The voltages on primary and secondary sides can be represented on the phasor diagram as shown in the Fig.2.
The same type of connection can be represented in another way as shown in the Fig. 3.
This type of connection is commonly employed at the substation end of the transmission line. The main use with this connection is to step down the voltage. The neutral available on the primary side is grounded. It can be seen that there is phase difference of 30° between primary and secondary line voltages.
Key point : The delta connection on secondary side allows third harmonic current to flow which provides a sinusoidal flux.
Let VL1 = Line voltage on primary side.
VL2 = Line voltage on secondary side.
Vph1 = Phase voltage on primary side.
Vph2 = Phase voltage on secondary side.
K = Transformer ratio.
Vph1 = VL1/√3
Now Vph2 /Vph1 = K
... Vph2 = K Vph1 = K (VL1/√3)
Since secondary is connected in delta.
Vph2 = VL2
VL2 = K (VL1/√3) = ( K/√3) VL1
The connection suffers no problems due to unbalanced load as secondaries are connected in delta. This type of transformers are commonly employed at receiving end.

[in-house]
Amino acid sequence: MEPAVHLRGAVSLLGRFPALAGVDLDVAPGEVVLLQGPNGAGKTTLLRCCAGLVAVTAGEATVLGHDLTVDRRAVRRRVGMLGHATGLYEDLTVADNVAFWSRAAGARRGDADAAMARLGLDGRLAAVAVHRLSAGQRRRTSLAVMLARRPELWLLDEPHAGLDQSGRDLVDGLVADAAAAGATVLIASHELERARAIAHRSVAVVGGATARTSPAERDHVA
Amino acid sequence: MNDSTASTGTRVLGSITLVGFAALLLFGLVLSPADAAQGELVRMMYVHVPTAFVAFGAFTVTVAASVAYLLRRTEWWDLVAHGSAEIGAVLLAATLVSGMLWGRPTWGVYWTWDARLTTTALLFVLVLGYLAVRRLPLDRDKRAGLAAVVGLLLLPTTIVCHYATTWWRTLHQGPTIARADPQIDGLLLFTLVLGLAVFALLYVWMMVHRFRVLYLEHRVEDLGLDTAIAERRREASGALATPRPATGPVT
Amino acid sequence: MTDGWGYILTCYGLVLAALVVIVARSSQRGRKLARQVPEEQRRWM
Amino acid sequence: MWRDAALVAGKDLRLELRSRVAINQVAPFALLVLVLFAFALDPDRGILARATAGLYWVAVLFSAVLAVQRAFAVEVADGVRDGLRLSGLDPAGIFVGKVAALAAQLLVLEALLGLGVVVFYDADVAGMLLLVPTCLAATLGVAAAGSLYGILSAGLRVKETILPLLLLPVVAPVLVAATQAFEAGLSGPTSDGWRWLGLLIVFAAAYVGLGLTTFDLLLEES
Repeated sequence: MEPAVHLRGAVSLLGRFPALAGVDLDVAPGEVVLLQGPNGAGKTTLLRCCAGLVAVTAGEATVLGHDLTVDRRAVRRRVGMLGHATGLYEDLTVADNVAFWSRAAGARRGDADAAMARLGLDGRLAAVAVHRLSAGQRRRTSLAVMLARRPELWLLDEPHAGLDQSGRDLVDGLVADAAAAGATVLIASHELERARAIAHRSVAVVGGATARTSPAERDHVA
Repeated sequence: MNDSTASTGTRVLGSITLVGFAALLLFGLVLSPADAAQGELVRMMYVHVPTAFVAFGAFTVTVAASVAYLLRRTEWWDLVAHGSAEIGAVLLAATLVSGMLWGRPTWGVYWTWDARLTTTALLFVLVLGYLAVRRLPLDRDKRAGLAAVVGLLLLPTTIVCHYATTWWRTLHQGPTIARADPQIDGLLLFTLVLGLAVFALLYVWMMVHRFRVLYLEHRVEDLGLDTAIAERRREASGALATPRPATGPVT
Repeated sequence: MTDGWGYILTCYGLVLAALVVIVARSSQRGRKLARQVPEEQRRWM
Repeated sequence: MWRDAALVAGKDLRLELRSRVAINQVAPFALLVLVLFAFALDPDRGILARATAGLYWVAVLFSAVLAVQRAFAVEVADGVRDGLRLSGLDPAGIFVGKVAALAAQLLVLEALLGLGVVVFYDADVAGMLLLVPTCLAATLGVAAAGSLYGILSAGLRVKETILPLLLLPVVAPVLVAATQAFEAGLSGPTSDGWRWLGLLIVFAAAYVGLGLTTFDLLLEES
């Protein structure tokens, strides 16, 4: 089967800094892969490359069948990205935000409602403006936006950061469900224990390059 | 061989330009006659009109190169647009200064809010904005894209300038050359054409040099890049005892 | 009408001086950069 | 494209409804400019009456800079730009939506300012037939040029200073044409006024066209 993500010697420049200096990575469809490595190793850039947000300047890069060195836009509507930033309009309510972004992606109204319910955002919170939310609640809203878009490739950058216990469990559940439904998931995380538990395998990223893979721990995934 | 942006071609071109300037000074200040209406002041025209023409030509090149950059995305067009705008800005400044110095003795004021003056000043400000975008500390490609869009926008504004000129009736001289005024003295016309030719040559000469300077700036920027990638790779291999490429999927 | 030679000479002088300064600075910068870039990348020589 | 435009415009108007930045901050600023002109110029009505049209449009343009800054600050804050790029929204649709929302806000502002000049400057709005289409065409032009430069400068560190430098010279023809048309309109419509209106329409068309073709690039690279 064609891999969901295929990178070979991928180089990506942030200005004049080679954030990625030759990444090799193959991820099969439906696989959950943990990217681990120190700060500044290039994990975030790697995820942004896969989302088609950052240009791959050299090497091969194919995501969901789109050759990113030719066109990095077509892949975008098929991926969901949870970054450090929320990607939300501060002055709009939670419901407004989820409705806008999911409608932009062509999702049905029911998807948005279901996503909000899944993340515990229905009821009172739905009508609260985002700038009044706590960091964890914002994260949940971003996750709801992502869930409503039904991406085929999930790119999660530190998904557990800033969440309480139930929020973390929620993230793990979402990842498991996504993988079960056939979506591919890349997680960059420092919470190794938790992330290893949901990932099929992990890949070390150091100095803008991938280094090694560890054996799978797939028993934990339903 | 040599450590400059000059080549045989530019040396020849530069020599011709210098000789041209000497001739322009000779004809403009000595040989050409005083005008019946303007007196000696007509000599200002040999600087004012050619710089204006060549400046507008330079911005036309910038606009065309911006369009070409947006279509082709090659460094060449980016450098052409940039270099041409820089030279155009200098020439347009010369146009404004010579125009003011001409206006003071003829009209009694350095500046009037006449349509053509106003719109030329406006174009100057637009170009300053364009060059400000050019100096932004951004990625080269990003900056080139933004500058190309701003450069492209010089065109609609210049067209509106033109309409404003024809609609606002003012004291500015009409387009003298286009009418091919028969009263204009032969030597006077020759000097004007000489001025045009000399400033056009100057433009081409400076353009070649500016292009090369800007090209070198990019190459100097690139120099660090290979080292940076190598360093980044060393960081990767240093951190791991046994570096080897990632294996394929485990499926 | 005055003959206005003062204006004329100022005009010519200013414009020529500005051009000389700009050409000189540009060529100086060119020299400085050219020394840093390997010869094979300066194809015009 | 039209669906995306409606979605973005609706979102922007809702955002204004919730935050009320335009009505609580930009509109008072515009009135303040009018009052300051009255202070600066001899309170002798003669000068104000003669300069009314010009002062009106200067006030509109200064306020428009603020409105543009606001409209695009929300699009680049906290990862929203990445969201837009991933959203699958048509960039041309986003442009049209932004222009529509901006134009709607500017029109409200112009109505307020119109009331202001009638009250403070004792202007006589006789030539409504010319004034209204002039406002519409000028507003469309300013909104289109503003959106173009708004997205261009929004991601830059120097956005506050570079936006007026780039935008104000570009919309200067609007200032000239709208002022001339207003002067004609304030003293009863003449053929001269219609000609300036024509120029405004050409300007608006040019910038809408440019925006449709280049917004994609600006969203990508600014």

The advantages and disadvantages of this type of connection can be stated as follows.
- The primary side is star connected. Hence fewer number of turns are required. This makes the connection economical for large high voltage step down power transformers.
- The neutral available on the primary can be earthed to avoid distortion.
- Large unbalanced loads can be handled satisfactory.
In this type of connection, the secondary voltage is not in phase with the primary. Hence it is not possible to operate this connection in parallel with star-star or delta-delta connected transformer.